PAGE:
Tip: You can mostly avoid the bending problem if you rest the capo against the back of the neck before clamping it down on the strings.
UPDATE: Since writing this post my clamp capo broke. I still recommend this style but go with a less junky brand than I did.
Most of the trigger capos I’ve seen look like the were made in the same Chinese factory and had a logo put on them. So I wouldn’t worry too much about the brand.
This is my favourite type of capo. But I don’t recommend them above trigger capos as they are limited in which ukuleles they fit. Mine works great on my Ohana tenor (which has a thick neck), not so great on smaller ukuleles. If you do get one of these make sure it’ll fit all the ukes you want to use it on.
– Very durable.
– Easy to put on and take off.
– Firmly holds the strings down.
– Very easy to fine tune to suit your uke.
– Won’t fit all ukuleles.
– Usually more expensive.
The big name in these capos is Shubb. Mine’s a Shubb screw capo and I can recommend it on the proviso that you’re sure it’ll fit your uke.
This is one step up from a pen-and-elastic-band capo. The concept is the same: it’s a piece of plastic held on by an elasticated strap.
The capo in the gif is actually for guitar rather than ukulele. I never bothered getting a ukulele one because they’re pretty crappy.
– Very light.
– Cheapest option.
– Fits most sizes of ukulele.
– Complete pain in the arse to put on and take off.
– Least secure. I find I knock it out of place when playing now and then and it does create more buzzes than the other styles.
– The elastic does mean it can fit a bunch of ukuleles but not all of them well.
If you really must.
This is my all time favourite Rolling Stones song. And it’s proved of interest to a few ukulele groups too. Most notably it’s the tune that kicks of The Ukulele Orchestra of Great Britain’s medley track Melange and Sinfonico Honolulu did a great version.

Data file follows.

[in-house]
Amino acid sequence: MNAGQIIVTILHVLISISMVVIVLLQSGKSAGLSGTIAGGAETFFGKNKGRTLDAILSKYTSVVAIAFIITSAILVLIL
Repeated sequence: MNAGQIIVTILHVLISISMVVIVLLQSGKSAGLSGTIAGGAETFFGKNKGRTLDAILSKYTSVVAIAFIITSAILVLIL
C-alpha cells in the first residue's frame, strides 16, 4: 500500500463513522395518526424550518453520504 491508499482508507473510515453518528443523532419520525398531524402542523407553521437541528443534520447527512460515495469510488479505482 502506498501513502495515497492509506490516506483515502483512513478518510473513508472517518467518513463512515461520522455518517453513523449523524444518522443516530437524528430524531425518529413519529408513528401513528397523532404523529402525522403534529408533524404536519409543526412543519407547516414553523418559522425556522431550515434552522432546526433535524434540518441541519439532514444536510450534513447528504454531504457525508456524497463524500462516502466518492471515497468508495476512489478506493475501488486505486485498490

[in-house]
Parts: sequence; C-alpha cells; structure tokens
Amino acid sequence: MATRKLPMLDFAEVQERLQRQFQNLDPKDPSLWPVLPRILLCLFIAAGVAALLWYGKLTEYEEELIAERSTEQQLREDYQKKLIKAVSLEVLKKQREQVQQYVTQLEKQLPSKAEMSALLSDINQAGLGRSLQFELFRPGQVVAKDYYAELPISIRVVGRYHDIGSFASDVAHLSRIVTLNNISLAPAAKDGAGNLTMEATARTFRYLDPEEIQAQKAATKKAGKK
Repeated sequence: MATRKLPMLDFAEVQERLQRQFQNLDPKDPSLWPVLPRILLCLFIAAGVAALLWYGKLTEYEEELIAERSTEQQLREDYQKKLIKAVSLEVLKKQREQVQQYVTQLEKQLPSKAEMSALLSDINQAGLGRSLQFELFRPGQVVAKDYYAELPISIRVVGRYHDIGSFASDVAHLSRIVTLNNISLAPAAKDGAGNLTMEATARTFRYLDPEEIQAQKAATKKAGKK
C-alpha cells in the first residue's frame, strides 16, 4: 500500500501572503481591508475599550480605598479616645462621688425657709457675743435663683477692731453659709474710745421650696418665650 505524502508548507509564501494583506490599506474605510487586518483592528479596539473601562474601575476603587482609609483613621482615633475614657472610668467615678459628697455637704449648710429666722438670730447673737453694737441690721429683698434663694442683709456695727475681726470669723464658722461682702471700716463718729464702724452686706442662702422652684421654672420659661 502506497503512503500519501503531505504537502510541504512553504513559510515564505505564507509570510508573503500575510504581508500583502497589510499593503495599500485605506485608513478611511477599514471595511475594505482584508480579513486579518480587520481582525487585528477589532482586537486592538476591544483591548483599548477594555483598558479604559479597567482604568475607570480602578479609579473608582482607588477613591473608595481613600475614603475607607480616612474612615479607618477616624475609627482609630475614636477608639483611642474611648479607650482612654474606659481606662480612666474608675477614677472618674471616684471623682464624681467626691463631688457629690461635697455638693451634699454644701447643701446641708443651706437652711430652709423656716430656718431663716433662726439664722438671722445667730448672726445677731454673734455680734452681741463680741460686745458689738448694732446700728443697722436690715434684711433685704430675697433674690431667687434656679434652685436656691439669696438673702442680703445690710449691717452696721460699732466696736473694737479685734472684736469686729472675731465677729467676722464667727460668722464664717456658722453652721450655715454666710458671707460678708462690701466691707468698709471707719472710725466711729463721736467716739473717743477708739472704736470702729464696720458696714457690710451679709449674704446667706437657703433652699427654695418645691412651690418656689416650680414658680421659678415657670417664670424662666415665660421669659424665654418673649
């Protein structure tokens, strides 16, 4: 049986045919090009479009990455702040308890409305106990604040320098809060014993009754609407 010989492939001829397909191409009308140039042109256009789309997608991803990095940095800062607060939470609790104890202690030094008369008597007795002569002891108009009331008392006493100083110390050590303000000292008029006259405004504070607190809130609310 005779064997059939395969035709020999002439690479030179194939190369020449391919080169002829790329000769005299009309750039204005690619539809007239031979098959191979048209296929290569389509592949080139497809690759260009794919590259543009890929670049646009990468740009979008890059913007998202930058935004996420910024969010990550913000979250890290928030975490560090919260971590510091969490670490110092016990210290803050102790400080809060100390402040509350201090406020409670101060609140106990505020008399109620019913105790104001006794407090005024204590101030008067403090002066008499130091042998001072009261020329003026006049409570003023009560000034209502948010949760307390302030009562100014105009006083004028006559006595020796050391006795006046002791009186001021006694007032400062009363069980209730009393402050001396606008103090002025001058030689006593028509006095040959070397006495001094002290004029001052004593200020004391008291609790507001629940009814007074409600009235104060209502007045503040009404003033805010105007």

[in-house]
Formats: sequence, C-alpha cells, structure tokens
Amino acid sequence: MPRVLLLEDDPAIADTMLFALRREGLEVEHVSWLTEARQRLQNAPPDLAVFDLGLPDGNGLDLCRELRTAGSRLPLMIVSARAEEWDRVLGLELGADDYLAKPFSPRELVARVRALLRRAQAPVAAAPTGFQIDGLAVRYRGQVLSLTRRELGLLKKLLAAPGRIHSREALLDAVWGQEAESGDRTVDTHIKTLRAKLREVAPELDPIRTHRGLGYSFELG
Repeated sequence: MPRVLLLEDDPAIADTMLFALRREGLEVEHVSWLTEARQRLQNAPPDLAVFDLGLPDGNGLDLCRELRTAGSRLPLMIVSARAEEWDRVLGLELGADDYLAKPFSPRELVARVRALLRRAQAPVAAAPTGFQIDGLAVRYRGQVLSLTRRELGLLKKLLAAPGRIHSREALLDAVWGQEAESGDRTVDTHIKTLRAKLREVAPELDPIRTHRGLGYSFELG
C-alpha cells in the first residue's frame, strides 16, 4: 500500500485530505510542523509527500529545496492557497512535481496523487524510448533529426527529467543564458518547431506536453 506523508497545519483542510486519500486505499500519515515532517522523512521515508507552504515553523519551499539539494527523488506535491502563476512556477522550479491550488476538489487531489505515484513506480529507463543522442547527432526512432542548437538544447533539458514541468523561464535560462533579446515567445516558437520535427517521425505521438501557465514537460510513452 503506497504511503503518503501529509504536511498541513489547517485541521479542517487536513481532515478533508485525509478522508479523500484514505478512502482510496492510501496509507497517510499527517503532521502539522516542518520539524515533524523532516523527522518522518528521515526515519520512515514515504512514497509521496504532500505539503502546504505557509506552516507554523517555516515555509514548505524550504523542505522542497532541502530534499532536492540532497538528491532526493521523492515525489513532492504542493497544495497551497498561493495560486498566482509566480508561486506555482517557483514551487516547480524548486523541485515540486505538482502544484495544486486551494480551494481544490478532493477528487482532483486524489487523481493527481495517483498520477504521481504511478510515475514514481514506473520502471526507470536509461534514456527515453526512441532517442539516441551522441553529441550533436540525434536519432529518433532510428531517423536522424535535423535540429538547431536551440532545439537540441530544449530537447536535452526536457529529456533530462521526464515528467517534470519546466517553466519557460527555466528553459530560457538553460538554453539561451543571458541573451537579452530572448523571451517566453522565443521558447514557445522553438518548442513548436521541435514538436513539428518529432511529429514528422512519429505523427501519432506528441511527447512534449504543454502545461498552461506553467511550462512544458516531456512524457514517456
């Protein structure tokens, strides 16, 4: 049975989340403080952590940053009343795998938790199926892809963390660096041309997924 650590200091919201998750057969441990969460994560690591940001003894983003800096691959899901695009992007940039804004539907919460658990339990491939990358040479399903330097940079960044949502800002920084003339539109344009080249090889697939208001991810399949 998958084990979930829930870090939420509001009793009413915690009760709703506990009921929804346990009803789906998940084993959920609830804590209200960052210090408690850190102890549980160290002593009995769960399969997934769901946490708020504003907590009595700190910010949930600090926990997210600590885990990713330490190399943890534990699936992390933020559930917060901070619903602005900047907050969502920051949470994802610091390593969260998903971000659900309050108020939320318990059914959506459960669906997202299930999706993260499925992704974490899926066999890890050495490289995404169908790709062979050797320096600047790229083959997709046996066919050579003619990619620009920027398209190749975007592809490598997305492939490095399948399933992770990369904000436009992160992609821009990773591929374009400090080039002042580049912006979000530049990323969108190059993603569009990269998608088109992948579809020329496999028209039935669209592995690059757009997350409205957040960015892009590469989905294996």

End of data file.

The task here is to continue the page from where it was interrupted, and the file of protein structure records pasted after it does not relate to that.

The song is very straight forward. It consists of just four chords (E, D, A and B). You can just stick with those chords all the way through if you like. But the piano does throw in a few Esus4 chords and I’ve included those as well.
Chord dictionaries can include a few janky versions of Esus4. Here’s the version I like to go with:
An alternative is to use this version of chords throughout the song. If you’re in a group, it’s a good idea to vary the chord inversions to create a fuller sound. Here’s a set of inversions that you can use:
To start of with you can do just one down strum per chord. When it gets going you can use this as the main strum:
d – d – d u d u
The tricky bit comes in the switch between E and Esus4 chord. In those bits play the main strum once then one down strum on E. Then switch to Esus4 for:
d u – u d-
Together they sound like this:
The solo is a decidedly rough around the edges affair but I love it for that. If you want to take a similar approach to it just arm yourself with your E minor pentatonic scale and have at it.
I fancied doing it close to the original and just moved a few bits around to make it ukeable.
Here’s my go at it (with another uke playing the chords underneath):